- The Washington Times - Tuesday, May 24, 2022

Rep. Lucy McBath came up victorious in the Georgia Democratic primary for the newly-drawn 7th Congressional District, which pitted two incumbent female lawmakers against one another.

Ms. McBath, 61, defeated Rep. Carolyn Bourdeaux, getting 63% of the vote compared to Ms. Bourdeaux‘s  31%, according to a count that had 44% of the vote reported.

Ms. McBath, who is from the Atlanta suburbs, came to Congress in 2018 amid a wave of Democrats who flipped several GOP seats in the midst of the Trump presidency.



The Georgia Democrat ran as a racial justice activist and gun control advocate, who touched voters with her personal story of her 17-year-old son being fatally shot in 2012.

After the incident, Ms. McBath became a national spokeswoman for Moms Demand Action for Gun Sense in America, and later became a member of Mothers of the Movement, comprised of Black mothers who have lost their children to gun violence or police officers.

This campaign cycle, also Ms. McBath opened up about her personal struggles with miscarriages, citing her staunch support for defending abortion rights.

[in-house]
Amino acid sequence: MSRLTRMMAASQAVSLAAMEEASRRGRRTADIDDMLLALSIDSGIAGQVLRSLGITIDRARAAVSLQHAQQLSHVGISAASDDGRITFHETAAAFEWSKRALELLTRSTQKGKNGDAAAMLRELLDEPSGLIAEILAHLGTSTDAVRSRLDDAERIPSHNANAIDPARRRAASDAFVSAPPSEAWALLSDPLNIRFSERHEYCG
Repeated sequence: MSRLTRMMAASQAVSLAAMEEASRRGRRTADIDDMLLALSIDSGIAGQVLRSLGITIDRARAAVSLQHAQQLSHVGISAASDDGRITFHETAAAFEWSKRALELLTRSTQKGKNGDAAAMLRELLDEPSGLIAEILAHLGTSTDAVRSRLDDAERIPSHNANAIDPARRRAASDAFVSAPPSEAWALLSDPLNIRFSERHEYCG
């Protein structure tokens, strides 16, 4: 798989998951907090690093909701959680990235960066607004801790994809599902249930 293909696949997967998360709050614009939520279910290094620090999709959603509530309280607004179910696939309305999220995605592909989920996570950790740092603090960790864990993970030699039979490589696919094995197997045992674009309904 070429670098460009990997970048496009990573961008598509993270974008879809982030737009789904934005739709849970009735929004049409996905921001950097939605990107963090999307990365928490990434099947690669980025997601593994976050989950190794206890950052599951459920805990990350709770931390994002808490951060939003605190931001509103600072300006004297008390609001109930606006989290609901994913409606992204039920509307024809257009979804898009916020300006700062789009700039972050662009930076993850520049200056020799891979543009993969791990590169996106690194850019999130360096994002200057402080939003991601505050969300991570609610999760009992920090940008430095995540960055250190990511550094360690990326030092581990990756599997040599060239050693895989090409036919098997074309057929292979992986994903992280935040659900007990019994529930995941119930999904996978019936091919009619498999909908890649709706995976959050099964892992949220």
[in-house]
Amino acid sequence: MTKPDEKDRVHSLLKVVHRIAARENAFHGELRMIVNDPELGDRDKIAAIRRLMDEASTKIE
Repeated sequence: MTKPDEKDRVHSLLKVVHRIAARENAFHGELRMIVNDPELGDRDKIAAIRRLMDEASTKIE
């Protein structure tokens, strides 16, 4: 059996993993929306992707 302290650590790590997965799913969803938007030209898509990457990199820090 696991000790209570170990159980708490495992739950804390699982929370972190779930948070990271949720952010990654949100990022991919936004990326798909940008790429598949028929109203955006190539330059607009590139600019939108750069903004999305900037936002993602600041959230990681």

Ms. McBath also received the backing of several liberal groups and progressive lawmakers, such as Sen. Elizabeth Warren of Massachusetts.

A newly created liberal political action committee called Protect Our Future, which is funded mostly by a young cryptocurrency billionaire, also poured $2 million into Ms. McBath’s fight for reelection.

The two women ran largely civil campaigns, having kept a close personal relationship with each other. Ms. Bordeaux had even recently referred to Ms. McBath as her “sister.”

However, since Ms. McBath’s decision to run in her district, Ms. Bourdeaux struck a more competitive tone, warning her that her decision will backfire and allow a Republican to win in November if Ms. McBath won the primary.

“Everything we have worked for, you are undermining by coming over and fighting me here,” Ms. Bourdeaux said.

The centrist Democrat is a member of the Blue Dog Coalition.

• Mica Soellner can be reached at msoellner@washingtontimes.com.

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